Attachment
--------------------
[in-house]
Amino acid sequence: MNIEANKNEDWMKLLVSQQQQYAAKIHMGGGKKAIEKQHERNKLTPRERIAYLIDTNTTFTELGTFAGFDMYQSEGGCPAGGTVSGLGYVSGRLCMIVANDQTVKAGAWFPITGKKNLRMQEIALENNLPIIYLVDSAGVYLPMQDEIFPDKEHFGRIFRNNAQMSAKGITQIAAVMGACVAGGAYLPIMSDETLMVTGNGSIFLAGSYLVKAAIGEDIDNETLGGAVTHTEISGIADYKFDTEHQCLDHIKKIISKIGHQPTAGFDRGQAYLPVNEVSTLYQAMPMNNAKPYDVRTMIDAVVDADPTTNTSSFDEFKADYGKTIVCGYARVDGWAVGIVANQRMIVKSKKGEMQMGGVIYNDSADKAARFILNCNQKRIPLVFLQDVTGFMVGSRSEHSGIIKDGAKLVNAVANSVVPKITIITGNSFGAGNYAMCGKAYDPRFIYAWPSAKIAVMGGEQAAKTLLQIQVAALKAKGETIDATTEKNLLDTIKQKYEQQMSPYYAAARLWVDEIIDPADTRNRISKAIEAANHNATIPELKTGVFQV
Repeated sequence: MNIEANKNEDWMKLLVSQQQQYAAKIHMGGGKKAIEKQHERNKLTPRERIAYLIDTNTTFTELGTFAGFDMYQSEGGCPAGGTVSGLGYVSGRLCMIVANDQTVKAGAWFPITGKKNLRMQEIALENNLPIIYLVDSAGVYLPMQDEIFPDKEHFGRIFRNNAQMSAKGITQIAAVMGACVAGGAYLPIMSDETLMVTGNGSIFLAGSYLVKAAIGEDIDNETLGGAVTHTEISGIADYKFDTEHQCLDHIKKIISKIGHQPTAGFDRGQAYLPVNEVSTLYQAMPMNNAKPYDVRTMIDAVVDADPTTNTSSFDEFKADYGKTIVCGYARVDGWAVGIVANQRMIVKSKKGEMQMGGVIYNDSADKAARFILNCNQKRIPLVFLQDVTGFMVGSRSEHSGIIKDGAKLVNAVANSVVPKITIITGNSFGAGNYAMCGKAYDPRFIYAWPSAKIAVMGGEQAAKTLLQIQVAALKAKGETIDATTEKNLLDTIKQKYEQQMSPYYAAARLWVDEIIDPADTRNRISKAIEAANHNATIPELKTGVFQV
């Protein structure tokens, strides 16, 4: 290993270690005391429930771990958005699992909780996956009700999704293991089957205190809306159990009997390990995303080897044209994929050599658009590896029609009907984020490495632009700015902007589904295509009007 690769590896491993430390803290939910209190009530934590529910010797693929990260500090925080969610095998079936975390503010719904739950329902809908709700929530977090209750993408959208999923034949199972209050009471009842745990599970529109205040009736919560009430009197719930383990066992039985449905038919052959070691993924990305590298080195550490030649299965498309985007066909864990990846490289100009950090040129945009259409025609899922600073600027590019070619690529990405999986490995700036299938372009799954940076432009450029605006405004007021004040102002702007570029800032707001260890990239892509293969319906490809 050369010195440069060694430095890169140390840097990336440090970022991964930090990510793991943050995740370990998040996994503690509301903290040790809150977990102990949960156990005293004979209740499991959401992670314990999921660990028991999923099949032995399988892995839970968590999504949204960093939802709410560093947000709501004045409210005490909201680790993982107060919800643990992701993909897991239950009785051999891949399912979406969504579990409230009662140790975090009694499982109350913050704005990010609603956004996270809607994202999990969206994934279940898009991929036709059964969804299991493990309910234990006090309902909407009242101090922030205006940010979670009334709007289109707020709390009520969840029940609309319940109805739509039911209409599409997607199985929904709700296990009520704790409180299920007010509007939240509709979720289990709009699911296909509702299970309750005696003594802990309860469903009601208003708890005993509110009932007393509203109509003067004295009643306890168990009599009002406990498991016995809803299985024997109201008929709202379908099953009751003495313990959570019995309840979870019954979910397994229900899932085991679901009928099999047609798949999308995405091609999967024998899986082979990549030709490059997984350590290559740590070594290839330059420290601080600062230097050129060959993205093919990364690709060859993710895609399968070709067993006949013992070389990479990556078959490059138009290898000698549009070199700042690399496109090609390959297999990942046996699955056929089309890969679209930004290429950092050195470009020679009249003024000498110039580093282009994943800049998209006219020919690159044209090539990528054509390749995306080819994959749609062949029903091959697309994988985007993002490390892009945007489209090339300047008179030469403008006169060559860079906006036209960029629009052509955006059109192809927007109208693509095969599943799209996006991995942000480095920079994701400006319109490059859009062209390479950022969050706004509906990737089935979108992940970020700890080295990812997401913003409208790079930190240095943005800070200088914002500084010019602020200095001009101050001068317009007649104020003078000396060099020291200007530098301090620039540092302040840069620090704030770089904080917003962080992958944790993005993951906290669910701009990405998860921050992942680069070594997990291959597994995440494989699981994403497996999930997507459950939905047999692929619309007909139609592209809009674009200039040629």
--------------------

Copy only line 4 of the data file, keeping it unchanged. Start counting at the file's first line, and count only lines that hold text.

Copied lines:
């Protein structure tokens, strides 16, 4: 290993270690005391429930771990958005699992909780996956009700999704293991089957205190809306159990009997390990995303080897044209994929050599658009590896029609009907984020490495632009700015902007589904295509009007 690769590896491993430390803290939910209190009530934590529910010797693929990260500090925080969610095998079936975390503010719904739950329902809908709700929530977090209750993408959208999923034949199972209050009471009842745990599970529109205040009736919560009430009197719930383990066992039985449905038919052959070691993924990305590298080195550490030649299965498309985007066909864990990846490289100009950090040129945009259409025609899922600073600027590019070619690529990405999986490995700036299938372009799954940076432009450029605006405004007021004040102002702007570029800032707001260890990239892509293969319906490809 050369010195440069060694430095890169140390840097990336440090970022991964930090990510793991943050995740370990998040996994503690509301903290040790809150977990102990949960156990005293004979209740499991959401992670314990999921660990028991999923099949032995399988892995839970968590999504949204960093939802709410560093947000709501004045409210005490909201680790993982107060919800643990992701993909897991239950009785051999891949399912979406969504579990409230009662140790975090009694499982109350913050704005990010609603956004996270809607994202999990969206994934279940898009991929036709059964969804299991493990309910234990006090309902909407009242101090922030205006940010979670009334709007289109707020709390009520969840029940609309319940109805739509039911209409599409997607199985929904709700296990009520704790409180299920007010509007939240509709979720289990709009699911296909509702299970309750005696003594802990309860469903009601208003708890005993509110009932007393509203109509003067004295009643306890168990009599009002406990498991016995809803299985024997109201008929709202379908099953009751003495313990959570019995309840979870019954979910397994229900899932085991679901009928099999047609798949999308995405091609999967024998899986082979990549030709490059997984350590290559740590070594290839330059420290601080600062230097050129060959993205093919990364690709060859993710895609399968070709067993006949013992070389990479990556078959490059138009290898000698549009070199700042690399496109090609390959297999990942046996699955056929089309890969679209930004290429950092050195470009020679009249003024000498110039580093282009994943800049998209006219020919690159044209090539990528054509390749995306080819994959749609062949029903091959697309994988985007993002490390892009945007489209090339300047008179030469403008006169060559860079906006036209960029629009052509955006059109192809927007109208693509095969599943799209996006991995942000480095920079994701400006319109490059859009062209390479950022969050706004509906990737089935979108992940970020700890080295990812997401913003409208790079930190240095943005800070200088914002500084010019602020200095001009101050001068317009007649104020003078000396060099020291200007530098301090620039540092302040840069620090704030770089904080917003962080992958944790993005993951906290669910701009990405998860921050992942680069070594997990291959597994995440494989699981994403497996999930997507459950939905047999692929619309007909139609592209809009674009200039040629």